The amazing Allison Kimble-Cusano with her mother Linda Poole and her children Maille (8), Fiona (2.5) and Oliver (5.5 mo). Allison had healthy pregnancies and her first delivery with Maille was such a breeze, all natural with an easy recovery. She thought that's how all of her pregnancies would go but she had placenta previa with her second. Her doctor kept telling her that it would likely move on its own but it didn't, and she had to have a cesarean delivery. With her third she really wanted a VBAC and her doctor said she was a great candidate. He was in great postition but turned breech just a couple weeks prior to delivery so she had to plan another cesarean. Unfortunately, she went into labor before her scheduled delivery date and Oliver had to be delivered via emergency cesarean. Allison has struggled with postpartum depression after all three of her births. She was able to identify the depression with her subsequent births so that she could deal with what was happening before it affected her ability to function. Allison has struggled to breastfeed all three of her babies and keep up with demand. It wasn't until Oliver that a lactation consultant was able to diagnose her with having low glandular tissue. Allison and I talked a lot about while she occasionally got dirty looks nursing her babies in public, she has gotten just as many dirty looks from other women for mixing a bottle of formula for her babies in public. She wants women to stop vilifying each other and instead support one another, which is a lot of why she chose to participate in the project. She doesn't want to struggle with the choices she had to make or feel like a failure for the way she's had to birth or feed her children.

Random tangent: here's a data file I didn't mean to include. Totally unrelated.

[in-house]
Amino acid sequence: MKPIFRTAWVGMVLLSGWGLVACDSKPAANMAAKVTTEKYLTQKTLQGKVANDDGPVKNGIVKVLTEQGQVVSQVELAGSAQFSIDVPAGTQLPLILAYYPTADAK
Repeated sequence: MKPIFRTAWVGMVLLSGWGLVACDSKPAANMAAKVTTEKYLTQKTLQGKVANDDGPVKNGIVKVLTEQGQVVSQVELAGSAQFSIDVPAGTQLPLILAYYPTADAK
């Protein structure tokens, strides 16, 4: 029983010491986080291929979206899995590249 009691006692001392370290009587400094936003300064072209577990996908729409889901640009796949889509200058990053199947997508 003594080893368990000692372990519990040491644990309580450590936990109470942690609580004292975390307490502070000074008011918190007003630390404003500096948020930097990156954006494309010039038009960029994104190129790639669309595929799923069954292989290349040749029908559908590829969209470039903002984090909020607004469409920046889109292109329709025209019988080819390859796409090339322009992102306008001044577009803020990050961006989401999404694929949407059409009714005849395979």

Linda came along for support and in the end decided to participate with her daughter and we're so glad she did! She has two daughters herself (37 & 35). She feels blessed that when she had children, she had a whole group of women to support one another. She said she loves being a grandmother because it gives her the opportunity do things over again, differently and perhaps right some of the wrongs she made with her own children.